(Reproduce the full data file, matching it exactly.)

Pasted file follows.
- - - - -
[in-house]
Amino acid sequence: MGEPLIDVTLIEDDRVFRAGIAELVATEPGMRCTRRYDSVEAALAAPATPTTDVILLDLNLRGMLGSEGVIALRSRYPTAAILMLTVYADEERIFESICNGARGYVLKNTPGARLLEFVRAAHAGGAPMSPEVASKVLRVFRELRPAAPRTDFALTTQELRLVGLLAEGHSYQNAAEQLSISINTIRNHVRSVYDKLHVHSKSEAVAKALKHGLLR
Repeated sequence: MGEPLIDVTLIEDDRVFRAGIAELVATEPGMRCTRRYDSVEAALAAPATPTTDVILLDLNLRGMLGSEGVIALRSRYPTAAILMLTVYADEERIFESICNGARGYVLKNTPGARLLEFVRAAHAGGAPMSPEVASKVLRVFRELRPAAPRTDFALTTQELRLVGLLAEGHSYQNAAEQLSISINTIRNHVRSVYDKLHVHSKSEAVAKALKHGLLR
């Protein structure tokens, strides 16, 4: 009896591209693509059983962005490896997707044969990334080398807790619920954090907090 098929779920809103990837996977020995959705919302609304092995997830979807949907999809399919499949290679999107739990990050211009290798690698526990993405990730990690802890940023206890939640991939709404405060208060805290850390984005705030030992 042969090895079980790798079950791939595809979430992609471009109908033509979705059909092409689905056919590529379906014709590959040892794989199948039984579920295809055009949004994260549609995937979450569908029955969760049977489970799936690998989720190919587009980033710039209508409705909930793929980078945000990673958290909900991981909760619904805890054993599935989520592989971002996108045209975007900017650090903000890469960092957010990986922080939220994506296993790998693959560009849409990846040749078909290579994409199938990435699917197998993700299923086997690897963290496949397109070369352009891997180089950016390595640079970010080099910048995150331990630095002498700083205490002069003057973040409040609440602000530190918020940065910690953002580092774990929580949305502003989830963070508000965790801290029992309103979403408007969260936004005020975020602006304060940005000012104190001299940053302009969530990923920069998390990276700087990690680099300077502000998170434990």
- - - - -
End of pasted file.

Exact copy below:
[in-house]
Amino acid sequence: MGEPLIDVTLIEDDRVFRAGIAELVATEPGMRCTRRYDSVEAALAAPATPTTDVILLDLNLRGMLGSEGVIALRSRYPTAAILMLTVYADEERIFESICNGARGYVLKNTPGARLLEFVRAAHAGGAPMSPEVASKVLRVFRELRPAAPRTDFALTTQELRLVGLLAEGHSYQNAAEQLSISINTIRNHVRSVYDKLHVHSKSEAVAKALKHGLLR
Repeated sequence: MGEPLIDVTLIEDDRVFRAGIAELVATEPGMRCTRRYDSVEAALAAPATPTTDVILLDLNLRGMLGSEGVIALRSRYPTAAILMLTVYADEERIFESICNGARGYVLKNTPGARLLEFVRAAHAGGAPMSPEVASKVLRVFRELRPAAPRTDFALTTQELRLVGLLAEGHSYQNAAEQLSISINTIRNHVRSVYDKLHVHSKSEAVAKALKHGLLR
């Protein structure tokens, strides 16, 4: 009896591209693509059983962005490896997707044969990334080398807790619920954090907090 098929779920809103990837996977020995959705919302609304092995997830979807949907999809399919499949290679999107739990990050211009290798690698526990993405990730990690802890940023206890939640991939709404405060208060805290850390984005705030030992 042969090895079980790798079950791939595809979430992609471009109908033509979705059909092409689905056919590529379906014709590959040892794989199948039984579920295809055009949004994260549609995937979450569908029955969760049977489970799936690998989720190919587009980033710039209508409705909930793929980078945000990673958290909900991981909760619904805890054993599935989520592989971002996108045209975007900017650090903000890469960092957010990986922080939220994506296993790998693959560009849409990846040749078909290579994409199938990435699917197998993700299923086997690897963290496949397109070369352009891997180089950016390595640079970010080099910048995150331990630095002498700083205490002069003057973040409040609440602000530190918020940065910690953002580092774990929580949305502003989830963070508000965790801290029992309103979403408007969260936004005020975020602006304060940005000012104190001299940053302009969530990923920069998390990276700087990690680099300077502000998170434990």